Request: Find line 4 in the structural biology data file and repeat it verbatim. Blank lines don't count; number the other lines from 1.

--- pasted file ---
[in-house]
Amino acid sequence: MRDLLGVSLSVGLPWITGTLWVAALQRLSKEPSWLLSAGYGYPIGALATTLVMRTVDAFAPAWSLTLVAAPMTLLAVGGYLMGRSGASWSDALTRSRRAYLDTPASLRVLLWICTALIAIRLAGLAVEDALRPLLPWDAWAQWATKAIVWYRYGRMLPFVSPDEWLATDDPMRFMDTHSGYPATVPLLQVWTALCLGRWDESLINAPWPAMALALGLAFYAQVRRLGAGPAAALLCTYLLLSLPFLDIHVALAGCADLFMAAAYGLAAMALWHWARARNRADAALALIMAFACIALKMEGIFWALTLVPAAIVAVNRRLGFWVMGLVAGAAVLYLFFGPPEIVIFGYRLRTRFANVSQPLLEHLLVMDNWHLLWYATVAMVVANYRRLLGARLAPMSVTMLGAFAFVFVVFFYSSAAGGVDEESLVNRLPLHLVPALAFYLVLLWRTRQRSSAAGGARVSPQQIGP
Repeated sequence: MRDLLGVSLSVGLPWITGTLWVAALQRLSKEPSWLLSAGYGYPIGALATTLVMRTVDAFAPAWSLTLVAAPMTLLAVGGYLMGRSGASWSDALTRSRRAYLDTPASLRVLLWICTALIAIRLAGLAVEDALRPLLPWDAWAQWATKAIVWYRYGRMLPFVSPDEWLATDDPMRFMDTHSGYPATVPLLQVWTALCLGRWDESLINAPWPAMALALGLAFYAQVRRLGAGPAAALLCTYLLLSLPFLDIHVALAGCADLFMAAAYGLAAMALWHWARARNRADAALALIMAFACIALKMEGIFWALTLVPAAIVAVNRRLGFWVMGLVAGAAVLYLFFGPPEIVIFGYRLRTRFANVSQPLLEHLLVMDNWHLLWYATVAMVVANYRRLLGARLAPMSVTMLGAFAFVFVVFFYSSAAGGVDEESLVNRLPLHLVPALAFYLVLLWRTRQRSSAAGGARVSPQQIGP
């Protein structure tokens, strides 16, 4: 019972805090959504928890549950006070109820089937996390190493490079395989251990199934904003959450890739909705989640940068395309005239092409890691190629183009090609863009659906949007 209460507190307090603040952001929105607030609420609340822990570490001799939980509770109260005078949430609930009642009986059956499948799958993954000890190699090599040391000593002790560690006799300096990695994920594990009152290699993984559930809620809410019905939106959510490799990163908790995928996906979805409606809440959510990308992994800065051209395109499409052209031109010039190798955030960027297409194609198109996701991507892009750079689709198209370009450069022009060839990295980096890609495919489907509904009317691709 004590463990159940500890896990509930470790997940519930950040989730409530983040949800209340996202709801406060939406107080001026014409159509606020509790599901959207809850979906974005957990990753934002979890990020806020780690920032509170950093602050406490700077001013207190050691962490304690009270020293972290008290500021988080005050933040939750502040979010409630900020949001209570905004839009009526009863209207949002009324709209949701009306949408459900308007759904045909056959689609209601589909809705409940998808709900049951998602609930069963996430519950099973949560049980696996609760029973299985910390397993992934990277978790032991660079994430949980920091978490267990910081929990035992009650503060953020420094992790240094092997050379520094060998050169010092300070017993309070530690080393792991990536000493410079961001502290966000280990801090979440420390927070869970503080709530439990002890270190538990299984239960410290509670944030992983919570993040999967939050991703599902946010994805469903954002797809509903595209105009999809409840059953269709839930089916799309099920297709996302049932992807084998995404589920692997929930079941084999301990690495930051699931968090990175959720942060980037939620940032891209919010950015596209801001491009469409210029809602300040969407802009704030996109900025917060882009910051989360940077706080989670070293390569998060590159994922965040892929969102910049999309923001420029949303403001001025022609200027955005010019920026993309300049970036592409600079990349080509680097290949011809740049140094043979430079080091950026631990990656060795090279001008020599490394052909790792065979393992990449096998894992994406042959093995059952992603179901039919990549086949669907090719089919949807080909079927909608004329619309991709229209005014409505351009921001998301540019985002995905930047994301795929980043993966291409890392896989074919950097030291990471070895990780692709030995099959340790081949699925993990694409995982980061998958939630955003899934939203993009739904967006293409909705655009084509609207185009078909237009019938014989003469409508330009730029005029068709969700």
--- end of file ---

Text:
């Protein structure tokens, strides 16, 4: 019972805090959504928890549950006070109820089937996390190493490079395989251990199934904003959450890739909705989640940068395309005239092409890691190629183009090609863009659906949007 209460507190307090603040952001929105607030609420609340822990570490001799939980509770109260005078949430609930009642009986059956499948799958993954000890190699090599040391000593002790560690006799300096990695994920594990009152290699993984559930809620809410019905939106959510490799990163908790995928996906979805409606809440959510990308992994800065051209395109499409052209031109010039190798955030960027297409194609198109996701991507892009750079689709198209370009450069022009060839990295980096890609495919489907509904009317691709 004590463990159940500890896990509930470790997940519930950040989730409530983040949800209340996202709801406060939406107080001026014409159509606020509790599901959207809850979906974005957990990753934002979890990020806020780690920032509170950093602050406490700077001013207190050691962490304690009270020293972290008290500021988080005050933040939750502040979010409630900020949001209570905004839009009526009863209207949002009324709209949701009306949408459900308007759904045909056959689609209601589909809705409940998808709900049951998602609930069963996430519950099973949560049980696996609760029973299985910390397993992934990277978790032991660079994430949980920091978490267990910081929990035992009650503060953020420094992790240094092997050379520094060998050169010092300070017993309070530690080393792991990536000493410079961001502290966000280990801090979440420390927070869970503080709530439990002890270190538990299984239960410290509670944030992983919570993040999967939050991703599902946010994805469903954002797809509903595209105009999809409840059953269709839930089916799309099920297709996302049932992807084998995404589920692997929930079941084999301990690495930051699931968090990175959720942060980037939620940032891209919010950015596209801001491009469409210029809602300040969407802009704030996109900025917060882009910051989360940077706080989670070293390569998060590159994922965040892929969102910049999309923001420029949303403001001025022609200027955005010019920026993309300049970036592409600079990349080509680097290949011809740049140094043979430079080091950026631990990656060795090279001008020599490394052909790792065979393992990449096998894992994406042959093995059952992603179901039919990549086949669907090719089919949807080909079927909608004329619309991709229209005014409505351009921001998301540019985002995905930047994301795929980043993966291409890392896989074919950097030291990471070895990780692709030995099959340790081949699925993990694409995982980061998958939630955003899934939203993009739904967006293409909705655009084509609207185009078909237009019938014989003469409508330009730029005029068709969700």